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Government and Politics

San Luis Obispo County declares state of emergency to access funding

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Greta Mart
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SLO county experienced widespread flooding and mudslides.

The San Luis Obispo County Board of Supervisors has declared a countywide state of emergency due to damages from weeks of stormy weather. 

The board’s decision to declare a state of emergency was made, in part, to help local agencies, limited in their ability to respond to storm-related damages. Going forward, the county can streamline the approval processes necessary for receiving reimbursements from the state.

"Why did they do it? Because local resources are becoming somewhat overwhelmed," said Ron Alsop, San Luis Obispo County's emergency services manager. "And local resources include, of course, public works, road crews and other first responders."

The county’s declaration follows Governor Jerry Brown naming San Luis Obispo as one of 50 counties in a state of emergency. Mudslides, road closures, floods, and power outages swept the state over the past two weeks. More rain is expected next week.

While County workers may be overwhelmed, they are getting some help from state agencies.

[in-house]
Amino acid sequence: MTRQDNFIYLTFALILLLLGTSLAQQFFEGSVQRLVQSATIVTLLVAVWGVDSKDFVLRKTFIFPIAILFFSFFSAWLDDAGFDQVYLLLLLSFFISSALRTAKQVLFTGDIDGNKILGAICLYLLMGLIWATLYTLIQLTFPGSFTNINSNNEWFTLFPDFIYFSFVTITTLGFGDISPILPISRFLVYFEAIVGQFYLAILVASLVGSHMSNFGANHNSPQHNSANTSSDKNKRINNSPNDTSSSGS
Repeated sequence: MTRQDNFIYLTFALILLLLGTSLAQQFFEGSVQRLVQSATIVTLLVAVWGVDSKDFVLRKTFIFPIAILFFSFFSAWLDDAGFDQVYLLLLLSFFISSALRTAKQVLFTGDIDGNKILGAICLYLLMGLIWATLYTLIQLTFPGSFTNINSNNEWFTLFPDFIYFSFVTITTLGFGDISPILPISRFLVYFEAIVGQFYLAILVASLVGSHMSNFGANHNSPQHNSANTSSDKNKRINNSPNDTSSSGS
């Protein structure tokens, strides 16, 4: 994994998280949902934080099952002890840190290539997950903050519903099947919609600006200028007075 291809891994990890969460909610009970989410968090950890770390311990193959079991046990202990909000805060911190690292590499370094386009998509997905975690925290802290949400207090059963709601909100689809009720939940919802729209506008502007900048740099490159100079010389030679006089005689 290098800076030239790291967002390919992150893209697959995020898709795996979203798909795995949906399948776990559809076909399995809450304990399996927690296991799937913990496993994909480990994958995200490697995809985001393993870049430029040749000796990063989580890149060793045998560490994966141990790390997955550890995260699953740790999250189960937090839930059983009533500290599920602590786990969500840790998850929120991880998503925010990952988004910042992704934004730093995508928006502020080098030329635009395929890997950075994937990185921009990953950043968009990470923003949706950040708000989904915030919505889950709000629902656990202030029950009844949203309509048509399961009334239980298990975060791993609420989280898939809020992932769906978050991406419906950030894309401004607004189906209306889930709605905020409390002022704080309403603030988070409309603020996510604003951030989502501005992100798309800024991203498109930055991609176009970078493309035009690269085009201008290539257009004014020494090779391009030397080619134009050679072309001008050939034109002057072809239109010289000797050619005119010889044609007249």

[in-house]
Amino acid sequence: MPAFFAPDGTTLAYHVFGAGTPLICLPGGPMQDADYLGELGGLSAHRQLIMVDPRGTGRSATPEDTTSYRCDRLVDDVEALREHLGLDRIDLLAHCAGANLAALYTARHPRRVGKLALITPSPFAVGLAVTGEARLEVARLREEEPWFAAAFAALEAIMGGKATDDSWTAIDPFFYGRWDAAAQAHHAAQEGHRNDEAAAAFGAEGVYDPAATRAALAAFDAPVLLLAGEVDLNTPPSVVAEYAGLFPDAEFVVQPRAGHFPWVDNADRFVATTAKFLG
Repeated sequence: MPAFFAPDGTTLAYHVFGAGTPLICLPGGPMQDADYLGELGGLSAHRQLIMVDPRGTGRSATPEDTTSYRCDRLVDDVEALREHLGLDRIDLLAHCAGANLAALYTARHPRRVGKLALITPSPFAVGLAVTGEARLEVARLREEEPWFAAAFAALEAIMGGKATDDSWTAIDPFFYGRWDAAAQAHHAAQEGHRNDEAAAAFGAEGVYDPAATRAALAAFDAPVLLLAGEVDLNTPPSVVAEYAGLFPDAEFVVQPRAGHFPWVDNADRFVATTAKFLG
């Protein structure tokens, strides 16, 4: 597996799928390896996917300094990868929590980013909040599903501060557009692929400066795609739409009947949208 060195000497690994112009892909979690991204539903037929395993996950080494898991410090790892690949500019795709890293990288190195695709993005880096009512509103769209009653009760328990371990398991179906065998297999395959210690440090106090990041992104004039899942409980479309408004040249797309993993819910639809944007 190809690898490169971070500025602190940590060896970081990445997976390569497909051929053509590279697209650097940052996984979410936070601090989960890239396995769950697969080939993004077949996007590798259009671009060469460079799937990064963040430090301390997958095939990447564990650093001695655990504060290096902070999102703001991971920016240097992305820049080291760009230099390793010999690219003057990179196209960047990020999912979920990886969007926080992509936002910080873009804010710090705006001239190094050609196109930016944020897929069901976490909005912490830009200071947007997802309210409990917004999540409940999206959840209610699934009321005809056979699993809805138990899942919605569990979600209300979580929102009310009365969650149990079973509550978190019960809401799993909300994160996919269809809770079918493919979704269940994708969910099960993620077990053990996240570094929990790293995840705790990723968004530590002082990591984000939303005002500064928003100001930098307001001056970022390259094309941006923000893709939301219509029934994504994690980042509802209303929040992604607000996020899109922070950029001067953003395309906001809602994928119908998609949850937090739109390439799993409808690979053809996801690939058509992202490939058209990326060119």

"We’ve been having assistance from Cal Fire - for example, Cal Fire hand crews to help clear roads and cut trees and also help reinforce the levy, the Arroyo Grande levy, which is an ongoing challenge when it comes to heavy rain and flooding," Alsop said.

Through the California Disaster Assistance Act, the county can apply for up to 75 percent disaster-related reimbursement. But those dollars only can go to public agencies, not the general public. The county Office of Emergency is urging residents to continue to report storm-related damages. This information will be sent to state and federal authorities and could determine whether the county qualifies for a federal disaster declaration.

So what we would like people to know is to give us a call if they have damages, we need to collect damage information so we can pass it on to the state," Alsop said.

The state then takes a look at that info and decides whether or not to ask the federal government to proclaim a federal disaster

"Unfortunately, that’s the only way that we can really get some disaster assistance for members of the public," Alsop said.